In a strong show of support, hundreds of community members streamed into the annex greenhouse of the Mitchell Park Conservatory Wednesday night to express their desire to save the Domes during a public hearing to discuss the future of the Clarke Square icon.
Among them was Roger Krawiecki, president of Friends of the Domes, who called the Domes “Milwaukee’s living landmark.”
“The Domes is a magical place for a lot of people; Milwaukee needs the Domes,” said Krawiecki, who has lived on South Layton Boulevard in Clarke Square for 27 years.
First opened in 1965, the Domes have been closed to the public since Feb. 6, when a piece of fallen concrete was discovered in the arid dome. Estimates to safely reopen the Domes are about $1 million; the county has already allocated $500,000 to repair the show dome, according to Milwaukee County Executive Chris Abele. Abele has asked the County Board to authorize an additional $500,000 for short-term repairs on the other two domes. The show dome is slated to reopen May 1.
Less certain is the long-term plan for the Domes, which could cost up to $75 million to reconstruct, according to an independent engineering study. During the hearing, Milwaukee County Parks Director John Dargle estimated the project’s cost at between $60 million and $71 million.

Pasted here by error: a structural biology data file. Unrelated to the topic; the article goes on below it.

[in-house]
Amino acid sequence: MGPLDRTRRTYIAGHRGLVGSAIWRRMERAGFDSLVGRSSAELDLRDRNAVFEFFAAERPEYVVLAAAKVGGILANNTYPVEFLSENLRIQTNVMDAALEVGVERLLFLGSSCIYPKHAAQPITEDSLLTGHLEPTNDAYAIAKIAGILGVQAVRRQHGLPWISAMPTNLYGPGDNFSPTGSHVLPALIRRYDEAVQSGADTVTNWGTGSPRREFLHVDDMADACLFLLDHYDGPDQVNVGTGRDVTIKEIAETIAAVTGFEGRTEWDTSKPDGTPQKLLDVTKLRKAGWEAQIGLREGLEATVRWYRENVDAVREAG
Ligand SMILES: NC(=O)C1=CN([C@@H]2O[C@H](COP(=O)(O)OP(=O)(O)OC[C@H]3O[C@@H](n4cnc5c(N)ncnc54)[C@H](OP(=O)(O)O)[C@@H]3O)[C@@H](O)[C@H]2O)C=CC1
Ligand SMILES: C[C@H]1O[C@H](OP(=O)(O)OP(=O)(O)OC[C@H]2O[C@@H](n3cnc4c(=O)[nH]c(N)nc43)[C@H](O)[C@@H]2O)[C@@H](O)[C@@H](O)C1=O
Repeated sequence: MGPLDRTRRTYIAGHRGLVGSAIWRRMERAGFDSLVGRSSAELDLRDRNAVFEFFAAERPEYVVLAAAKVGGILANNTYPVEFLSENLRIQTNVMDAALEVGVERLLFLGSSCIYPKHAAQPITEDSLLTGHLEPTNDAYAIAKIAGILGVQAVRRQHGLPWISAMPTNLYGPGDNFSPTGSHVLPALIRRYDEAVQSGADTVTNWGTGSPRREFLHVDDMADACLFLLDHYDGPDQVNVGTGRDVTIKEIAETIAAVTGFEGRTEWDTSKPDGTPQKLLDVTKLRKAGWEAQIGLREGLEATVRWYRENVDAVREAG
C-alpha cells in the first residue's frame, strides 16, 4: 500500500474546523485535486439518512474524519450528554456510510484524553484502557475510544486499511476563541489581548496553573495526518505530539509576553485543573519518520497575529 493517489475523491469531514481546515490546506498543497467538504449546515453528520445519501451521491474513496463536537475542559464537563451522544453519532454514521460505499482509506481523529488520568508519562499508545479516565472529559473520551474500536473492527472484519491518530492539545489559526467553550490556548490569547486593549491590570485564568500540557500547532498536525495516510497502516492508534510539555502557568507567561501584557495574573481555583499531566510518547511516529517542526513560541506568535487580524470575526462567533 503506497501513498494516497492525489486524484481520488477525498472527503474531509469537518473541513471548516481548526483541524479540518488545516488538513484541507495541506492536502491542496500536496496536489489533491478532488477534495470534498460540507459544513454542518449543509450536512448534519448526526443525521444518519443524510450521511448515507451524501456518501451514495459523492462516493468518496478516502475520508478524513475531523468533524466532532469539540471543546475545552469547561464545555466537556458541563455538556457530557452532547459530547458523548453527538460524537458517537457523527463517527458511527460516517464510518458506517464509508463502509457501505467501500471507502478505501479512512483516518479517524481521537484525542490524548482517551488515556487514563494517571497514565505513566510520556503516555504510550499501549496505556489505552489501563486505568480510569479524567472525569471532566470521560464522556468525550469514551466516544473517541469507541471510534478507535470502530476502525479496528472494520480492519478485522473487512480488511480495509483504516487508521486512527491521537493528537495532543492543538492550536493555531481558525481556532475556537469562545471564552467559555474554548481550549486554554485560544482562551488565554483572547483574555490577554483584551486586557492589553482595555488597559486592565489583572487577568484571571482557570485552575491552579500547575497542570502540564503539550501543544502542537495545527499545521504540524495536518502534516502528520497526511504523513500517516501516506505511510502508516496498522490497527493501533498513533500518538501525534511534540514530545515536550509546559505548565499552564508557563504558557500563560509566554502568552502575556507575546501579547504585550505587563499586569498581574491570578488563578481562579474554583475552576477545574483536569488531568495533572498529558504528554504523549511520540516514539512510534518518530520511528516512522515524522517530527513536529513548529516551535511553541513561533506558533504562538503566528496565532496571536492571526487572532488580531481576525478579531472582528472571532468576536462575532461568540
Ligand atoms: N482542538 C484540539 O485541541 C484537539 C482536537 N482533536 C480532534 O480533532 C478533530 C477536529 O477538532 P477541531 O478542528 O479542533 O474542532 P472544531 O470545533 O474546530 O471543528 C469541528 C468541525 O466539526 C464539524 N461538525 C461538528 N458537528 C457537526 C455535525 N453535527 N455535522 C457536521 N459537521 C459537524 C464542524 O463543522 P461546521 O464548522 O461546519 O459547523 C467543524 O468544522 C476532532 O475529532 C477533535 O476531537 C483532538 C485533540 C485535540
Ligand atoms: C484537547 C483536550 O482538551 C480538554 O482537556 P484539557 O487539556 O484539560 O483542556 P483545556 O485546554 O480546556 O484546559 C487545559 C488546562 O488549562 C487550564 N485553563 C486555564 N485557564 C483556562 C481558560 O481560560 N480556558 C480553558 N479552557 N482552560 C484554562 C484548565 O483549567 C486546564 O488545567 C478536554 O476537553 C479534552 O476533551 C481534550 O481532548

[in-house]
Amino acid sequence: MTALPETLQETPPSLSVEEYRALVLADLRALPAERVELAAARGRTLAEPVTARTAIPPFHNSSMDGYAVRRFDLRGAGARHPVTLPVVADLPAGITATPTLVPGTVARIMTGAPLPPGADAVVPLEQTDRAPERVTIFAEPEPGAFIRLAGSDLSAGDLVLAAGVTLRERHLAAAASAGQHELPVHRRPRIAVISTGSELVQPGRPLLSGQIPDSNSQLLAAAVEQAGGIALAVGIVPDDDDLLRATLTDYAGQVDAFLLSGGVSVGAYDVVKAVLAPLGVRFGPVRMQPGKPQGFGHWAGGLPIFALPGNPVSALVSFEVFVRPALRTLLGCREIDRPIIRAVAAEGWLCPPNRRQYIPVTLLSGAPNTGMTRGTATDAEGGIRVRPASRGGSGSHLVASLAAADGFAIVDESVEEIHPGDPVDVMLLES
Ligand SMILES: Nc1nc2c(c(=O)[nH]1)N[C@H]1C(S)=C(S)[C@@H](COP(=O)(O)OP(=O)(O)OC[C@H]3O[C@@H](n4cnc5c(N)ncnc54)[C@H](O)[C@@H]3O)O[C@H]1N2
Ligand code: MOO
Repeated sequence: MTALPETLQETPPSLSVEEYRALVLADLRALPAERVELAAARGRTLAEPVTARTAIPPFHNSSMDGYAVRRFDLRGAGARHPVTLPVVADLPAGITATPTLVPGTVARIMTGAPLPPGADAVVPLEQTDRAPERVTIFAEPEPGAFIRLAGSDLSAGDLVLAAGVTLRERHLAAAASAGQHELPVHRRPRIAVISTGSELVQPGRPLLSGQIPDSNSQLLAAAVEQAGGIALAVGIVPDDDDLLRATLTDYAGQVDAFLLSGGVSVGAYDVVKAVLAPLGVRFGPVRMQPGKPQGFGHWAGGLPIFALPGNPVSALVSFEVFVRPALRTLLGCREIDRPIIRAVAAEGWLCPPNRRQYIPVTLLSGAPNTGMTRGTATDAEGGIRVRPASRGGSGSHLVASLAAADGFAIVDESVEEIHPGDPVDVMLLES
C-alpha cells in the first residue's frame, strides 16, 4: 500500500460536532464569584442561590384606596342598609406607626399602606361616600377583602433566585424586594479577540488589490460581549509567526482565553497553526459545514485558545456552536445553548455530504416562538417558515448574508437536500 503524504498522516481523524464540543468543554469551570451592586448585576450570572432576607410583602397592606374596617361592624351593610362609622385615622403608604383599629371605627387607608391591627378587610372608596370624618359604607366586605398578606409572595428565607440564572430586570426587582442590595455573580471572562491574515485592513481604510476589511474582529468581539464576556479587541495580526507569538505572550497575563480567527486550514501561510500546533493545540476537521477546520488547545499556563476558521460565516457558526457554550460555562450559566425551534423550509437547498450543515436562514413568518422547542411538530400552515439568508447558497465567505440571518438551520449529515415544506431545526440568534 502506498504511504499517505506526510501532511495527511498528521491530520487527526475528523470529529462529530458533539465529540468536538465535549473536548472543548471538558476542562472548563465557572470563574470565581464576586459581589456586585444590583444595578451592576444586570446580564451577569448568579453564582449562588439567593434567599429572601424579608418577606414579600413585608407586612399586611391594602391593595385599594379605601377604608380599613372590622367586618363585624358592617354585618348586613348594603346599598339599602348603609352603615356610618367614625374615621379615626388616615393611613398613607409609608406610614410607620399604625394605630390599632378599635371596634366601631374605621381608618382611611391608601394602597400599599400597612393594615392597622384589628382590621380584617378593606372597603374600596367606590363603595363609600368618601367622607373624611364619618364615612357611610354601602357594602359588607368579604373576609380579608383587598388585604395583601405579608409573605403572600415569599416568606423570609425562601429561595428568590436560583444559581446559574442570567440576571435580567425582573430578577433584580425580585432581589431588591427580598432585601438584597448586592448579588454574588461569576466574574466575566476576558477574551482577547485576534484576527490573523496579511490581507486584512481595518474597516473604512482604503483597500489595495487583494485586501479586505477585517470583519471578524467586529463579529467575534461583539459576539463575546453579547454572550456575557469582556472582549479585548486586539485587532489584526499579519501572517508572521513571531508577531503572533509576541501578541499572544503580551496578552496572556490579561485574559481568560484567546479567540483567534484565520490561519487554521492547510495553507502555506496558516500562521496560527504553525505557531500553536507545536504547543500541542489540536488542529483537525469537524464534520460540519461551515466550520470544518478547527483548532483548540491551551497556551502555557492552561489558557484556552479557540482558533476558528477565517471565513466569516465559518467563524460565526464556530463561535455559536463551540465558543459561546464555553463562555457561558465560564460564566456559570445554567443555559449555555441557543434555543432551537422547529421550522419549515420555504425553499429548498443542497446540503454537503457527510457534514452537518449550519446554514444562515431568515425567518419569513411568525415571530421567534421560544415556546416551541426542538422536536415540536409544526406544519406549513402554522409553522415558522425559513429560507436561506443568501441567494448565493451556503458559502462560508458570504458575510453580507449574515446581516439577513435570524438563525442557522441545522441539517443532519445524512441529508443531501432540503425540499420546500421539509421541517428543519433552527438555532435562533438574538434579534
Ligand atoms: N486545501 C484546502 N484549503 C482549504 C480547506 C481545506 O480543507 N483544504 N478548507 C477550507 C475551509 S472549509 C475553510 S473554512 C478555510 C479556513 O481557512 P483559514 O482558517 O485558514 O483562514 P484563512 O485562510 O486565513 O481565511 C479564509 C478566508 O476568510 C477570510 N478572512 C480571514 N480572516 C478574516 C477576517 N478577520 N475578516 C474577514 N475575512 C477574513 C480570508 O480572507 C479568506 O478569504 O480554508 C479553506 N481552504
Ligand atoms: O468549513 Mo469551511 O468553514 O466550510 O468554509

During the hearing, Board Chairman Theodore Lipscomb chastised Abele for not being in attendance. Abele released a statement on Tuesday, saying that he would not be able to attend the hearing due to a prior commitment. His opponent in the race for county executive, State Sen. Chris Larson, spoke in favor of preserving the Domes.
“If elected leaders can afford to spend millions on an arena for out-of-state billionaires, we can afford to preserve and protect cultural institutions important to our community,” Larson told the overflow crowd.
Ian Bautista, executive director of the Clarke Square Neighborhood Initiative, said the hearing was an important first step in engaging the community to help determine the future of the Domes.
“The people in this community and others want their decision-makers to take action to preserve the Domes,” Bautista said.
As of last August, the Domes were on pace to welcome more than 238,000 visitors, the highest total in the last four years. Yet, increases in attendance have not offset growing annual expenses.
The Domes posted a net loss of at least $600,000 every year between 2006 and 2014, according to records obtained from the Milwaukee County Parks department. During that period, expenses totaled $14.8 million, while total revenue was $6.6 million.
Dargle warned those in attendance that the $500,000 estimate for repairs needed to reopen the park might be low. Dargle plans to submit a proposal for additional funding during the March 8 meeting of the Milwaukee County parks committee meeting. He said that additional funding would allow the county to take immediate steps needed to reopen the arid and tropical domes, as well as to begin work on a long-term plan.
Those plans can’t come soon enough for Vi Hawkins, who lives on Milwaukee’s North Side. She has been coming to the Domes with her family since the 1960s. Hawkins asked board members to do whatever it takes to save the structures.
“Please come together to make this happen; we need to maintain these buildings.”